On a related note, can a player ever attempt to end a conflict (perhaps initiating a new one) before that conflict has been fully resolved? For example, if an NPC says something particularly insulting during a parley, can the PC draw his sword and transition into a combat scene even though neither participant has been reduced to 0 vigor?

I am thinking "yes" on both counts, though perhaps on both counts the character has to suffer consequences. In the first example, If he had accepted the resolution of the battle, the consequence would have been his capture. But, by initiating the new conflict he might take a physical injury. In addition, the opponents might escalate the stakes for this new conflict, making it more dangerous. In the second example, he might take a mental injury to reflect his angry and impulsive response, wheras if he simply saw the parlay through he would have been able to enter the new conflict without this handicap.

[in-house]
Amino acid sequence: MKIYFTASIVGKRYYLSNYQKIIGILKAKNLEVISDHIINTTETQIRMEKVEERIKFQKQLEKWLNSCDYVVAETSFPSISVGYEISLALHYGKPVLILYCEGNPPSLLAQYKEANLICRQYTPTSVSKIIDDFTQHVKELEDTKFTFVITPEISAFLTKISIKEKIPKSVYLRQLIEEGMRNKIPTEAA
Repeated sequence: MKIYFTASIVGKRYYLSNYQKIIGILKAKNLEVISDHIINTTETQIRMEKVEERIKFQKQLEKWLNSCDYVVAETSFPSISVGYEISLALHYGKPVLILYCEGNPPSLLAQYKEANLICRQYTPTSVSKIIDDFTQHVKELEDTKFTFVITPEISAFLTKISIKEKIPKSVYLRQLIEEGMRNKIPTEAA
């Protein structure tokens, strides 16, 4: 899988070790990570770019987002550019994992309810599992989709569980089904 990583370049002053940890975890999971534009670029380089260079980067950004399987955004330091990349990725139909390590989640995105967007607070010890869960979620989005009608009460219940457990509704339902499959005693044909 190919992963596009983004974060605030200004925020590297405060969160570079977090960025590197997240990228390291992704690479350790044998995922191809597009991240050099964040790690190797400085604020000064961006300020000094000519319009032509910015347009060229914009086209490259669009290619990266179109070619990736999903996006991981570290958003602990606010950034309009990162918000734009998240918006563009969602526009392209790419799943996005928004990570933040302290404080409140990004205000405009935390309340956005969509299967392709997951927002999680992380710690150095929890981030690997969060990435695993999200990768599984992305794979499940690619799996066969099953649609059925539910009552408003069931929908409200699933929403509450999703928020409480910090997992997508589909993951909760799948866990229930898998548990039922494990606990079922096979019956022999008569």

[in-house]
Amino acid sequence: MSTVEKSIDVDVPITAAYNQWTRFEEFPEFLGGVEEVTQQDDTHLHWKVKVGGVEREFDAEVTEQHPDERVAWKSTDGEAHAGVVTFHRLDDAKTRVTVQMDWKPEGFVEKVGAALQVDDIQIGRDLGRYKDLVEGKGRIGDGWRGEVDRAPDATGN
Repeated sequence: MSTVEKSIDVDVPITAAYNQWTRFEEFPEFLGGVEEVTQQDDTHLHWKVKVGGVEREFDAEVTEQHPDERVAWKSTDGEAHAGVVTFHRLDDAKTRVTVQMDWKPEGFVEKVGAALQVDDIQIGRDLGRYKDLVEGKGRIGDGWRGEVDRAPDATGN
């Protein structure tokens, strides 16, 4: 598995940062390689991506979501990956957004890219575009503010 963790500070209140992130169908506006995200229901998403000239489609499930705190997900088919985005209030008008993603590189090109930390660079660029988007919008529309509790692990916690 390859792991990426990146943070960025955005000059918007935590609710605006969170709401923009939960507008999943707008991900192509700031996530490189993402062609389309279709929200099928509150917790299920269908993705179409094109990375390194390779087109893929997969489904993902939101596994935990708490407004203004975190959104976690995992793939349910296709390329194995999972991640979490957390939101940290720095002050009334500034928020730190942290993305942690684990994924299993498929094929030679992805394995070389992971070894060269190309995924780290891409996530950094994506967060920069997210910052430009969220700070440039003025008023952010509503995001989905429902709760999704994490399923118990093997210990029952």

In general, I'd appreciate any insight how you've handled these sorts of scene transitions in your beta testing.
 

Jeremy Keller

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Validated User
#10
As a GM, I think the easiest way to handle these situations is to make sure the stakes are upped every time a conflict escalates. If the enemy is just trying to subdue you, but then you try and run off, the enemy is going to make sure they tie you to a tree if they catch you again. Likewise if you abandon a parley (in which the stakes were that you believe your opponent's lie) in favor of a fight, now you're in danger of getting hurt.

I'm not sure if it's completely necessary to add an extra injury into the mix. They'll often happen on their own accord. Remember, if you take a "killing blow" and take more damage than you have left in Vigor, the extra damage automatically turns into an injury. So there's a good chance you'll end up with an injury at the end of a particular conflict anyway.